Love Jihad Law: A Discriminatory Tool in the Hands of Divisive Indian Politicians

by | Dec 14, 2020

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About Manvi Rathod and Keiya Barot

Manvi Rathod is a final year law student studying at Pravin Gandhi College of Law, Mumbai.

On 24th November 2020, the Indian State of Uttar Pradesh promulgated a new ordinance which shocked the nation. The Prohibition of Unlawful Conversion of Religion Ordinance, 2020 requires religious conversion to be scrutinised and certified by the State. Conversion to a different faith without the state’s approval would lead to imprisonment and fines. While on the face of it, it seems that this ordinance is enacted to ensure that conversions aren’t carried out by undue influence, force, misrepresentation, coercion, or fraud – however, the State has been conferred unfettered power to surveil and question conversions stemming from inter-faith marriage.

This unconstrained power has been devised by radical Hindu political leaders who propagate the conspiracy of “Love Jihad.” The term plays into patriarchal anxieties: this islamophobic theory propounds that innocent women are seduced into converting and marrying Muslim men, feigning love to create a Muslim society. However, this theory is contrary to investigative reports by multiple governmental agencies. The fear of “love jihad” has reached a fever pitch lately after being used by politicians hoping to garner votes by floating this divisive idea to the Hindu electorate, by vilifying the Muslim community.

Section 3  of the Act prohibits the religious conversion of one person by another through any means, including by marriage. To successfully convert by marriage, an individual must notify the state 60 days prior to his/her intention to convert, along with a notice issued by the priest. The state’s interference does not stop here; after these steps, the police will conduct an inquiry to ensure that the individual is converting willingly. This is patently unconstitutional and violates the right to religion and other rights stemming from the right to life, along with international conventions such as UDHR ratified by India, which upholds the right to marry as a human right.

This ordinance is antithetical to the Supreme Court’s judgement in Shefin Jahan’s case where it was held  that the right to convert one’s religion is part of the fundamental right of choice, stating: “absolute right of an individual to choose a life partner is not in the least affected by matters of faith. Choices of faith and belief as indeed choices in matters of marriage lie within an area where individual autonomy is supreme.”  Policing powers bestowed upon the state of UP to monitor individuals’ choice of partners or their religion violate the right to privacy, autonomy, personal liberty and the right to live with dignity. While recognising the diversity and plurality of our culture, privacy ensures an individual’s ability to have control over vital aspects of their lives like marriage, the sanctity of family life and preservation of personal intimacies.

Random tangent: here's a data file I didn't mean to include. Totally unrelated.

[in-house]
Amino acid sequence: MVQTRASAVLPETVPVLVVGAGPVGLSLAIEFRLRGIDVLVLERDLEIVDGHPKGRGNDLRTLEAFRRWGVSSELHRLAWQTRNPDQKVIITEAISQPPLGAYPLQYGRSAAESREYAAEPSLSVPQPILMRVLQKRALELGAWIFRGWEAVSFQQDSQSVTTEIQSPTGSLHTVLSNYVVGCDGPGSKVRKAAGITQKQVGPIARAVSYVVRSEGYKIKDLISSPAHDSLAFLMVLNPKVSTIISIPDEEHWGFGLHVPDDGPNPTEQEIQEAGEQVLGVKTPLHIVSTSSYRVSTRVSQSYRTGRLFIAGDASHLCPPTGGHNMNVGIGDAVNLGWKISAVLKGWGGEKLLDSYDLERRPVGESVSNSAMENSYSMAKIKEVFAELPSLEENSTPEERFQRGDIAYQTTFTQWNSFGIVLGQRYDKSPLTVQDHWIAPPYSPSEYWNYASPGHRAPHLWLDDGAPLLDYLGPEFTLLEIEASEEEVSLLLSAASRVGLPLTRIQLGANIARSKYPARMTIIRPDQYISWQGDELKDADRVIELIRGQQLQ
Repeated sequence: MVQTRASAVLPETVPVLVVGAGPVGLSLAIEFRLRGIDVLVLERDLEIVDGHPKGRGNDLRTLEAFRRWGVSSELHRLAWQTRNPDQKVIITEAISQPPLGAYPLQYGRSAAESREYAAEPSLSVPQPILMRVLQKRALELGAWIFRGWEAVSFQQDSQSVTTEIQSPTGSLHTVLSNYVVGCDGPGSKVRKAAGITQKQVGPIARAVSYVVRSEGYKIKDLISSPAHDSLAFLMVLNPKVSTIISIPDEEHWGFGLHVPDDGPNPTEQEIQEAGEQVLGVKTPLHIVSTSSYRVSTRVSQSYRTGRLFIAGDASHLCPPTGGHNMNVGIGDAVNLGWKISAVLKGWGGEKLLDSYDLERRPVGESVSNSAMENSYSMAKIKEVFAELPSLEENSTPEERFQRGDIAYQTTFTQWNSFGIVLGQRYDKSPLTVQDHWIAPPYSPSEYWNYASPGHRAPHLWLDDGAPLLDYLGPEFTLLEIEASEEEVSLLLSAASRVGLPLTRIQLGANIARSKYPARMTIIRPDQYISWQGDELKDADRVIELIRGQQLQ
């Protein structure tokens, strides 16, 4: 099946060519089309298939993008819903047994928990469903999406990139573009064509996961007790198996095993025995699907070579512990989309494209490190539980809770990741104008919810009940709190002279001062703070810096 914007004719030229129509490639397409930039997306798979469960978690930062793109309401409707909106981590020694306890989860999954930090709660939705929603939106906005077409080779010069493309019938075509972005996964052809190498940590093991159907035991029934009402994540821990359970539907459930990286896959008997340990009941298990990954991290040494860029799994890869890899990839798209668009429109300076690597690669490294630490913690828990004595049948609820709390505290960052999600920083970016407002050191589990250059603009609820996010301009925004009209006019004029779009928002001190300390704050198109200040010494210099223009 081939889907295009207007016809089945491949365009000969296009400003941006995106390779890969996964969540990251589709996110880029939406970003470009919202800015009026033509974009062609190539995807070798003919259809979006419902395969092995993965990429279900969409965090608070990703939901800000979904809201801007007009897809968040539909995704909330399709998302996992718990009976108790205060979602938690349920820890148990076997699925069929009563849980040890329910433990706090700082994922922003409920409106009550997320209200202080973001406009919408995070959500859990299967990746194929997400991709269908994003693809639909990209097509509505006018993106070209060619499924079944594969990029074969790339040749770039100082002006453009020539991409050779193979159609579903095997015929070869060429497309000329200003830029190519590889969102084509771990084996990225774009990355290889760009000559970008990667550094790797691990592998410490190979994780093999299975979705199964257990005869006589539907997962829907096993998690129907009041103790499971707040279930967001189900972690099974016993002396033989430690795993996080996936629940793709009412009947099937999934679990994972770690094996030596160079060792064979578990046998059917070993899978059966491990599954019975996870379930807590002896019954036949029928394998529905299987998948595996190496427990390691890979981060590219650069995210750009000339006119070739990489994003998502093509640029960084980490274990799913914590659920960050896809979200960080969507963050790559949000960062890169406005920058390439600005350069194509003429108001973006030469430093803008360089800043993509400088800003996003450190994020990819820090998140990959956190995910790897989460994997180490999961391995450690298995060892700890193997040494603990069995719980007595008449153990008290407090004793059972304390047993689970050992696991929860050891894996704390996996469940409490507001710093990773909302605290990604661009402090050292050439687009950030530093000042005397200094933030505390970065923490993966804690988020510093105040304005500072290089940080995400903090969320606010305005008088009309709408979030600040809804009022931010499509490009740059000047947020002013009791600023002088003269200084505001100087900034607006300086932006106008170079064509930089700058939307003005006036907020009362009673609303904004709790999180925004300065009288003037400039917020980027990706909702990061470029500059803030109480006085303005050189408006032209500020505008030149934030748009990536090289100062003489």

Interfaith marriages in India aren’t wholly accepted and are stigmatised, couples face backlash and are often ostracised from their communities. Therefore, couples could prefer religious conversion over getting married under the Special Marriage Act, which is an Act under which individuals from different faiths can marry whilst retaining their religious beliefs. Individuals must give 30 days’ notice under the said Act before their nuptials, which opens them to harassment from the community at large and their families. Section 4 of the Ordinance will subject them to even more scrutiny and harassment by giving powers to relatives by blood and marriage to object to their union by lodging a police complaint. This completely violates the Apex Court’s ruling that consent of the family or community is not necessary when entering into wedlock by two consenting adults. 

The circumstances are dire for interfaith couples. In the last one month, 125 couples across the state have sought judicial protection from this discriminatory law, which has now been challenged before the Supreme Court. Other right-wing state governments have vowed and begun the procedure to enact similar ordinances, which criminalise conversion by marriage. To vilify a community and discriminate against them in the garb of neutrality is against the very spirit of the Constitution, which holds secularism as part of its basic structure that cannot be altered. Divisive politicians have caused cracks in the foundation of secularism by injecting communalism into the electorate; it is up to the Supreme Court now to fill them.

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